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NVIDIA's GTC got off with a number of extended sessions aimed at showing developers how to make better use of the firm's GPUs but ended up highlighting a major problem, just how to feed the GPU with enough data.

 Two out of the three GTC sessions I attended had a very clear theme when it came to GPU performance, that the supporting infrastructure simply cannot match the computation capability of the GPU itself. Essentially NVIDIA's GPUs are being starved of data and there isn't much the firm can do about it in the short term.

 Acceleware, a firm that offers training courses in CUDA and OpenCL and is partly funded by NVIDIA, had Kelly Goss give a series of interesting talks about code optimisation for NVIDIA's Kepler architecture. Goss, a training program manager at Acceleware said the majority of CUDA algorithms were memory bound and proceeded to detail how developers need to be aware of the underlying memory hierarchy in the Kepler architecture to maximise the computation potential of the GPU.

 While Goss provided useful information in memory and data management, the underlying point was that developers need to reduce the number of instructions that operate on memory relative to computation operations, which is effectively going back to making your algorithm fit the GPU rather than the other way around.

 Frankly, going down to the memory hierarchy is a level that the vast majority of application developers will not want to do, especially those used to higher level languages such as Java and Python. That Goss has to talk about it to optimise code shows just how much work is required on the developer side to really make GPUs dance.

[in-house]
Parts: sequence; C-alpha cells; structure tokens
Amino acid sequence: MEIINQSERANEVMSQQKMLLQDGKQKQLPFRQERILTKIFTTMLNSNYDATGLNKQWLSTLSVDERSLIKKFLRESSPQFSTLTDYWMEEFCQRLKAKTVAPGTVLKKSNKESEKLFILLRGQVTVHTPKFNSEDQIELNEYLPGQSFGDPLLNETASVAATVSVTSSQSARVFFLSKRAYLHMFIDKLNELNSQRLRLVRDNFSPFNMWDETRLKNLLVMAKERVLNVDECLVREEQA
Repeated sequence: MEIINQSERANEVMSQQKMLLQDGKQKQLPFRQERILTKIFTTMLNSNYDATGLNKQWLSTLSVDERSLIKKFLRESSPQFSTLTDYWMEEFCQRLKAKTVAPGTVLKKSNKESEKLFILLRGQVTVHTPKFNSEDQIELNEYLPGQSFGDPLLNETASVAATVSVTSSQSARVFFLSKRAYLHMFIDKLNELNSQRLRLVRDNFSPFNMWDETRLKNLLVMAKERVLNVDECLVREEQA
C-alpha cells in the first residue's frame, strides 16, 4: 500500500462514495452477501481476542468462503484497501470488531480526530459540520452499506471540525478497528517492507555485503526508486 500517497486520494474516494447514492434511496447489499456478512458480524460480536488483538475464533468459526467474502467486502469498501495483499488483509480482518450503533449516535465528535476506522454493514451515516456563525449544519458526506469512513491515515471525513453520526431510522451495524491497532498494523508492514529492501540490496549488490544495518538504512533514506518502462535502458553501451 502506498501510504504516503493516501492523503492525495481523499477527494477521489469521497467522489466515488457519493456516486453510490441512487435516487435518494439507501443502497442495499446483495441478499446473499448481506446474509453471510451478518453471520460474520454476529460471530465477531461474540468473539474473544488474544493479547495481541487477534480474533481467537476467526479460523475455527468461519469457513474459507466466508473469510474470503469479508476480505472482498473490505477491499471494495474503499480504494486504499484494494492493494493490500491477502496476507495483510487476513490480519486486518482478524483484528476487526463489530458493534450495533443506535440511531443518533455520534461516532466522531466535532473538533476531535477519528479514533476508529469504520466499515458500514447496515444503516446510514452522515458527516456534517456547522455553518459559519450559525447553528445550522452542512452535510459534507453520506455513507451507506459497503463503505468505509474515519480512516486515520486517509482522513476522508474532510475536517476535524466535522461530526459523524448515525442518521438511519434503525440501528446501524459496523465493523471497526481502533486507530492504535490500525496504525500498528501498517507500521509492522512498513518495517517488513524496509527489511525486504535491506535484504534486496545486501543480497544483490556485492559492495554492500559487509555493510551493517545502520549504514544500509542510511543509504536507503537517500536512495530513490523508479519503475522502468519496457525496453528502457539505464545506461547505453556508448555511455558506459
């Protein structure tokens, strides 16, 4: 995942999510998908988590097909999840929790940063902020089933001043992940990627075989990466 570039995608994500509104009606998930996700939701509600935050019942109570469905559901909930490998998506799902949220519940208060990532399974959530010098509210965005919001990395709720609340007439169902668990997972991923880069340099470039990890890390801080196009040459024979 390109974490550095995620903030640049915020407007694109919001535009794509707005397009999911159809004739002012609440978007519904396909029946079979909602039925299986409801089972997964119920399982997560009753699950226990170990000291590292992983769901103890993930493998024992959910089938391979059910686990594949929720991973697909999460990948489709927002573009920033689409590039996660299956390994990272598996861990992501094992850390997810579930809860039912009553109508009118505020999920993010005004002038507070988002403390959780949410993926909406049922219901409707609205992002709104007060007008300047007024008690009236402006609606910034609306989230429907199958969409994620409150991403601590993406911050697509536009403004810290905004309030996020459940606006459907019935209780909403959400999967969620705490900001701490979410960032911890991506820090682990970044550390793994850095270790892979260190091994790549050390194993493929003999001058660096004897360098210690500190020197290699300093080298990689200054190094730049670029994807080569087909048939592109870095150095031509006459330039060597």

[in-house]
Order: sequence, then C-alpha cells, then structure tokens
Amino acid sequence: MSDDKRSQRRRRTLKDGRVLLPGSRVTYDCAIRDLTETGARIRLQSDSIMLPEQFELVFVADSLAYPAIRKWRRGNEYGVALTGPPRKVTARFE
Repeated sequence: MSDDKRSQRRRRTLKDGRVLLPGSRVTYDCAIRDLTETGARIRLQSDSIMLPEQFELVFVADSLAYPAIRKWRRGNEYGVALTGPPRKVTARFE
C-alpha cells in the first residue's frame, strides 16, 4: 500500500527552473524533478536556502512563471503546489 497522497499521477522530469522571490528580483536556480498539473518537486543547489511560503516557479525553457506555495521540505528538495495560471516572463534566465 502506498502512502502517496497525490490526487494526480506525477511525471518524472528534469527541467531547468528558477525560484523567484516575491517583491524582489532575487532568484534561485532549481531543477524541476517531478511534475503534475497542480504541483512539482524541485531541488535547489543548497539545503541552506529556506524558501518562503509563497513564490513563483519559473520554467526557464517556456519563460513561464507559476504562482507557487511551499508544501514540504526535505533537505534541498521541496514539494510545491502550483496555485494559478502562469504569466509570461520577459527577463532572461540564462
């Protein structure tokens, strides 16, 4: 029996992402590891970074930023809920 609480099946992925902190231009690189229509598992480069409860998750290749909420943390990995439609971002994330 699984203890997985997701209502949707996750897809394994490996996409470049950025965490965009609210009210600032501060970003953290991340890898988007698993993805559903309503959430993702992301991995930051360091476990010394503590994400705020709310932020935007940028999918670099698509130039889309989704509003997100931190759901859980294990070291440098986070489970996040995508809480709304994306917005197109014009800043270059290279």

Later NVIDIA's Andrew Page, a senior product manager of Advanced Technology at the firm, blamed FPGA video capture boards for limiting the overall performance that GPUs can achieve during video processing workflows. He highlighted the difference in PCI-Express bandwidth between NVIDIA's GPUs, which in the video processing market support PCI-Express Gen 2 16x while FPGAs generally top out at PCI-Express Gen 2 8x.

 Page suggested that video frames should be compressed at the capture side and transferred to the GPU where the GPU can then decompress the data using algorithms that make use of the GPU. Page's answer is a pragmatic solution that will undoubtedly mitigate the problem at hand, but the problem at hand is set to become even greater as the video industry moves towards 4K-resolution video and higher frame rates.

 So far GTC has shown that GPUs may have considerable compute power but feeding it with enough data is proving the biggest challenge for the firm and developers. The problem for NVIDIA is that it alone cannot solve the problems and any solutions will take years, not months.